Hors d’Oeuvres and Appetizers
This post comes from my friend Chef Todd Mohr who you may have seen in my Novice2Pro Chef Interview with Todd Mohr.
Inspiration – Hors d’ Oeuvres and Appetizers
Hors d’Oeuvres is translated as “outside the meal”. These one to two bite morsels are meant to stimulate the palate and appetite before the main meal. Today, hors d’oeuvres events are more popular than ever because of the wide variety of attractive, artful items that can easily be created. Hors d’oeuvres are en vogue.
Hors d’oeuvres should be small, one or two bites. They should be flavorful and well seasoned, but not overpowering to shut down taste buds. They should also be visually attractive and compliment the meal to follow, or other hors d’oeuvres to be served.
To provide a comprehensive list of hot hors d’oeuvres would be virtually impossible, and limit-less. Global availability of food items, new products, and your creativity gives you license to create anything you imagine.
Some commonly encountered hot hors d’oeuvres:
1) Filled Pastry Shells – Savory (unsweetened) tartlets, choux puffs, or other small dough products are most often baked to remove moisture content, then filled with warm meat, poultry, fish purees, or ragouts, garnished and served hot. They become soggy quickly, so must be prepared as closely to service as possible.
2) Brochettes / Skewers / Kabobs – Hors d’oeuvres brochettes are small skewers holding a combination of meat, poultry, game, fish, shellfish or vegetables. They are normally baked, grilled or broiled and served with a dipping sauce. Soaking wooden skewers in water before assembly can prevent them from burning.
3) Meatballs – Meatballs are made from ground beef, veal, pork, or poultry and served in a sauce buffet style. Fish and shellfish can also be bound with egg whites or veloute white sauces to create a fish “meatball.”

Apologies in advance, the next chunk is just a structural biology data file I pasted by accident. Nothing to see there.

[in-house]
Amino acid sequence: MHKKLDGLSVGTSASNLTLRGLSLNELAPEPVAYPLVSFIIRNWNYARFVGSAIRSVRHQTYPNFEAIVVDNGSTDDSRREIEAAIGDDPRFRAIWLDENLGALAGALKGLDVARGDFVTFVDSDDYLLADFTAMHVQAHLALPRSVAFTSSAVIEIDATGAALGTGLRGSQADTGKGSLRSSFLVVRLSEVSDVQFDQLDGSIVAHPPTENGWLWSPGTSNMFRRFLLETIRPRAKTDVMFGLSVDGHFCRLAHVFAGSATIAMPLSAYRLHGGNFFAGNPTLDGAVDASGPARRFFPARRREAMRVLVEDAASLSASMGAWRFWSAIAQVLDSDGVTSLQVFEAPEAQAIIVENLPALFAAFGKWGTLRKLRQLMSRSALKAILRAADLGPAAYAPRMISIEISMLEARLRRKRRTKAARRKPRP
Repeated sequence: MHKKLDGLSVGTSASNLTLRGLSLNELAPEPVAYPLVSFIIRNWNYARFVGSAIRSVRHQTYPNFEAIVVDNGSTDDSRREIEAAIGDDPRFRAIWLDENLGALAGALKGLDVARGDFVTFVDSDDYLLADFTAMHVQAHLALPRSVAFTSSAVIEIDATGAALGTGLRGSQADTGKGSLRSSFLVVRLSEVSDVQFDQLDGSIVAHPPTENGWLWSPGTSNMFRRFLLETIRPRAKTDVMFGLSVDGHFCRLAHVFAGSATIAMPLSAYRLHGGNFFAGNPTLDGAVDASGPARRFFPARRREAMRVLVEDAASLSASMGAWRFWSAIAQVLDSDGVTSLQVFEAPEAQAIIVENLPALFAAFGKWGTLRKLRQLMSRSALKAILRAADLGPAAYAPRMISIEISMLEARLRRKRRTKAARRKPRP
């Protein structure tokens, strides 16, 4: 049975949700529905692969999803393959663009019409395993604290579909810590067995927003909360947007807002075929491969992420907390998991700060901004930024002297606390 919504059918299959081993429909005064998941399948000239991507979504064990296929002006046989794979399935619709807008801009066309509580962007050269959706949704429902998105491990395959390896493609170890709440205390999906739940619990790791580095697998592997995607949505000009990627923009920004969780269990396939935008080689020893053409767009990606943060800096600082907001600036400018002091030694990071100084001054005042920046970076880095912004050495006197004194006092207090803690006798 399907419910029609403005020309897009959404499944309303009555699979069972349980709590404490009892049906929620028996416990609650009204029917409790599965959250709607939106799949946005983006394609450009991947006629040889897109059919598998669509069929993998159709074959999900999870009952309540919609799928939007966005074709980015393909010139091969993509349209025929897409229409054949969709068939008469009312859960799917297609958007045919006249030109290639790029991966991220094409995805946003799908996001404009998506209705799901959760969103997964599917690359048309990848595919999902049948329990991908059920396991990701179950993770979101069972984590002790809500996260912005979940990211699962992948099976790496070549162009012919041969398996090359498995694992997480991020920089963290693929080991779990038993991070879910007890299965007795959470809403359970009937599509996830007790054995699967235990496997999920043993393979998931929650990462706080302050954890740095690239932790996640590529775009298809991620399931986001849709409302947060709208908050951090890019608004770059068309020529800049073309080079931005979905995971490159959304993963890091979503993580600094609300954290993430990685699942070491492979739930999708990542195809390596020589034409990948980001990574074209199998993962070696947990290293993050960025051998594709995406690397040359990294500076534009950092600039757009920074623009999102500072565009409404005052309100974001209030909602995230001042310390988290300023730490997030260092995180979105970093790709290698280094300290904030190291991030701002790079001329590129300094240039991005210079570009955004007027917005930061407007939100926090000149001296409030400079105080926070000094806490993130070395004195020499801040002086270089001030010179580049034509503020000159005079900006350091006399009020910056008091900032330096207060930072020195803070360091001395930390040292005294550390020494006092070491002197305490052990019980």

4) Rumaki – Traditionally, rumaki were made by wrapping chicken livers in bacon and broiling or baking them. Today, however, many other foods prepared in the same fashion are called rumaki. For example, blanched bacon can be wrapped around olives, asparagus, water chestnuts, scallops, or pineapple. Thinly sliced Italian meats like prosciutto or salami can be used in the same way.
5) Stuffed Wonton Skins – Wonton skins are an Asian noodle dough used to produce a wide variety of hors d’oeuvres such as miniature egg rolls or puffs filled with cream cheese and crab. They can be filled with anything your creativity allows. Wonton skins can be pan fried, deep fried or steamed as for dumplings.
6) Endless Others – Consider phyllo dough wrapped around spinach and cheese filling, or vegetables such as mushroom caps or hollowed small red potatoes filled with sour cream and caviar or Roquefort cheese and walnuts. Tiny artichoke hearts or oyster shells filled with your favorite cheese, fish or shellfish are attractive appetizers.
There are really only two limitations on the type of food and manner of preparation that can be used for hors d’oeuvres: the chef’s imagination and the foods at his or her disposal. The greatest ingredient you can add (any) is your creativity. Invent something new this holiday and share it with friends!